DEFINITION of Section 1256 Contract
Section 1256 Contract is a type of investment defined by the Internal Revenue Code (IRC) as a regulated futures contract, foreign currency contract, non-equity option, dealer equity option, or dealer securities futures contract. Each contract held by a taxpayer at the end of the tax year is treated as if it was sold for its fair market value, and gains or losses are treated as either short-term or long-term capital gains. The Internal Revenue Service (IRS) is responsible for implementing the IRC.
BREAKING DOWN Section 1256 Contract
A straddle is a strategy that involves holding contracts that offset the risk of loss from each other. For example, if a trader buys both a call option and a put option for the same investment asset at the same time, his investment is known as a straddle. Section 1256 contracts prevent tax-motivated straddles that would defer income and convert short-term capital gains into long-term capital gains. More specific information about Section 1256 contracts can be found in Subtitle A (Income Taxes), Chapter 1 (Normal Taxes and Surtaxes), Subchapter P (Capital Gains and Losses), Part IV (Special Rules for Determining Capital Gains and Losses) of the Internal Revenue Code (IRC).
Traders that trade futures, futures options and broad-based index options need to be aware of Section 1256 contracts. These contracts, as defined above, must be marked-to-market if held through the end of the tax year. A profit or loss on the fair market value of the contracts should be calculated regardless of whether they were actually sold for a capital gain or loss. The mark-to-market profit/loss is actually unrealized but must be reported on the trader’s tax return. After the position is closed out in actuality for a realized gain/loss, the amount already reported on a prior tax return is factored in to avoid redundant report.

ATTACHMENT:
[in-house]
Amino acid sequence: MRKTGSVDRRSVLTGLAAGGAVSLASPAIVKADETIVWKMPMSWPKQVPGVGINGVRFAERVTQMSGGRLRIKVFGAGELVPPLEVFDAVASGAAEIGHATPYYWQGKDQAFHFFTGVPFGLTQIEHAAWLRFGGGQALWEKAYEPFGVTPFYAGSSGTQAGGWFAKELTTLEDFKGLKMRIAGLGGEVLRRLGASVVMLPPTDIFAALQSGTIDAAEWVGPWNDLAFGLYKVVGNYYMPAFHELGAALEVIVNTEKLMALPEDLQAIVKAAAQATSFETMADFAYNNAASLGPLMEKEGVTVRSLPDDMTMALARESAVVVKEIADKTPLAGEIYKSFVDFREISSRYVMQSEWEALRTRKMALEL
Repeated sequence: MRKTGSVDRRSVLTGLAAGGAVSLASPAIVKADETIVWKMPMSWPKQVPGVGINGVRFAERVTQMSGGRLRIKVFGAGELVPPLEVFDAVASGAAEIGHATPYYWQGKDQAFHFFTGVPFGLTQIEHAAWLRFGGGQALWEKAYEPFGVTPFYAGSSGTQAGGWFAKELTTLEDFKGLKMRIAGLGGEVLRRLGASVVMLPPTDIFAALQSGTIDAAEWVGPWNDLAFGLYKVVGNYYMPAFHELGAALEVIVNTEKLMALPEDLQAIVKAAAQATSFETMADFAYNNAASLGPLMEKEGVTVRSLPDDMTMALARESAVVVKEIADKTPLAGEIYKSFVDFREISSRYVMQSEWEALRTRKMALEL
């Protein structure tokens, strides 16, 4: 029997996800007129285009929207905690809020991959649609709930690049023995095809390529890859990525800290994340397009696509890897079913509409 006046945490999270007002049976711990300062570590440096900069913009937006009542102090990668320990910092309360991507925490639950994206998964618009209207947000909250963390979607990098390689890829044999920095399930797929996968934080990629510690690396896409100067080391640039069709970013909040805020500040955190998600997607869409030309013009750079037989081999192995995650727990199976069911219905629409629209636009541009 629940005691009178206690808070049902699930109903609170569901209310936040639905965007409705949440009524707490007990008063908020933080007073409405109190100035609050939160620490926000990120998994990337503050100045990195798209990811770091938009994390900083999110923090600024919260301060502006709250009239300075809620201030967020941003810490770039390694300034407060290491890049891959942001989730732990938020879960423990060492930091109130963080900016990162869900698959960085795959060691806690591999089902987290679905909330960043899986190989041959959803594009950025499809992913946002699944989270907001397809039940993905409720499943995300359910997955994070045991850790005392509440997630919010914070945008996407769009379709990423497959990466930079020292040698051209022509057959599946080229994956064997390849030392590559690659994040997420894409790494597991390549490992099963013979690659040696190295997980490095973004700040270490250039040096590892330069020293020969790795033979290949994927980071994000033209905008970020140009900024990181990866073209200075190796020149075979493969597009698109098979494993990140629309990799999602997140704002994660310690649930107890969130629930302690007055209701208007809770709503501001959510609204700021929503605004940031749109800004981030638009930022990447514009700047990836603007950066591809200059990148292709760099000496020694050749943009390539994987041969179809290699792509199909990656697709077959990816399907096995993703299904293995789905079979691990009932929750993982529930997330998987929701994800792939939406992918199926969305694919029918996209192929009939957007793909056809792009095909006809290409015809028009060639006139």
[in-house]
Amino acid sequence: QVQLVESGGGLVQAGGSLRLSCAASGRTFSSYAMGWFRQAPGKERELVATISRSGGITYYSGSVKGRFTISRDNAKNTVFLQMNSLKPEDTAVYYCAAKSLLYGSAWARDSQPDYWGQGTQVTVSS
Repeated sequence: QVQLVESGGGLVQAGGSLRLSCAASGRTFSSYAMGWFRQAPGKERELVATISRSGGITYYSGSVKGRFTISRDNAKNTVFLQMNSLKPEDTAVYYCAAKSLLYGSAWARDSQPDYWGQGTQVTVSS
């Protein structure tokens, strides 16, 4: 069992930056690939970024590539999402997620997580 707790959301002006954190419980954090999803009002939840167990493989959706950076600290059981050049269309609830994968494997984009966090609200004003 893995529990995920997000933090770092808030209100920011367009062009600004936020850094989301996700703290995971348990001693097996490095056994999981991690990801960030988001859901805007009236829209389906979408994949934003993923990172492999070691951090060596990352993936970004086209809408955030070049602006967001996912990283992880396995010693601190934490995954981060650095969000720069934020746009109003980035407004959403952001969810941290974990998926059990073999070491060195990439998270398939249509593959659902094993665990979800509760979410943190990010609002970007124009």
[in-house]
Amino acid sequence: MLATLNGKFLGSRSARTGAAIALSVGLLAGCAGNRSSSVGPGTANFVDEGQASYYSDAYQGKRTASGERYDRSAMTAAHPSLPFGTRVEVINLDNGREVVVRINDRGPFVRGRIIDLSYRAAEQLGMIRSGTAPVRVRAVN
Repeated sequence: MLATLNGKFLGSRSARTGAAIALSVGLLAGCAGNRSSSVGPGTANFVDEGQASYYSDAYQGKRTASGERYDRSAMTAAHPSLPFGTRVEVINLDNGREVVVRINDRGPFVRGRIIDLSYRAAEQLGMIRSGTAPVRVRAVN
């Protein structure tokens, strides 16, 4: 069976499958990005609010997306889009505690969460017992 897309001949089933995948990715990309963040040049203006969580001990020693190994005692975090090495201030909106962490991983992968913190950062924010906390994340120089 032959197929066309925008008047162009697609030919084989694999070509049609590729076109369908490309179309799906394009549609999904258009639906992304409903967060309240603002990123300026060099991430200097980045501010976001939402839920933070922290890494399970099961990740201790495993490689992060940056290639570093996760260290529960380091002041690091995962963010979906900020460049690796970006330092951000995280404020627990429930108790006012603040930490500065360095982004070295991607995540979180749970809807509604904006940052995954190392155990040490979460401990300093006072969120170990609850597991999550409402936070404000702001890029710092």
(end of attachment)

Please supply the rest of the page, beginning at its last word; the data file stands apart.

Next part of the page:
Wash sales do not apply to Section 1256 contracts because they are marked-to-market.
Investors reports gains and losses for Section 1256 Contract investments by using Form 6781, but hedging transactions are treated differently. Since these contracts are considered to be sold every year, the holding period of the underlying asset does not determine whether or not the gain or loss is short term or long term, rather all gains and losses on these contracts are considered to be 60% long term and 40% short term. In other words, Section 1256 contracts allows an investor or trader take 60% of the profit at the more favorable long-term tax rate even if the contract was only held for a year or less.
For example, assume a trader bought a regulated futures contract on May 5, 2017 for $25,000. At the end of the tax year, December 31, he still has the contract in his portfolio and it is valued at $29,000. His mark-to-market profit is $4,000 and he reports this on Form 6781, treated as 60% long-term and 40% short-term capital gain. On January 30, 2018, he sells his long position for $28,000. Since he has already recognized a $4,000 gain on his 2017 tax return, he will record a $1,000 loss (calculated as $28,000 minus $29,000) on his 2018 tax return, treated as 60% long-term and 40% short-term capital loss.
Form 6781 has separate sections for straddles and Section 1256 Contracts, meaning that investors have to identify the specific type of investment used. Part I of the form requires Section 1256 investment gains and losses be reported at either the actual price the investment was sold for or the mark-to-market price established on December 31. Part II of the form requires the losses on the trader’s straddles be reported in Section A and gains calculated in Section B. Part III is provided for any unrecognized gains on positions held at the end of the tax year, but only has to be completed if a loss is recognized on a position.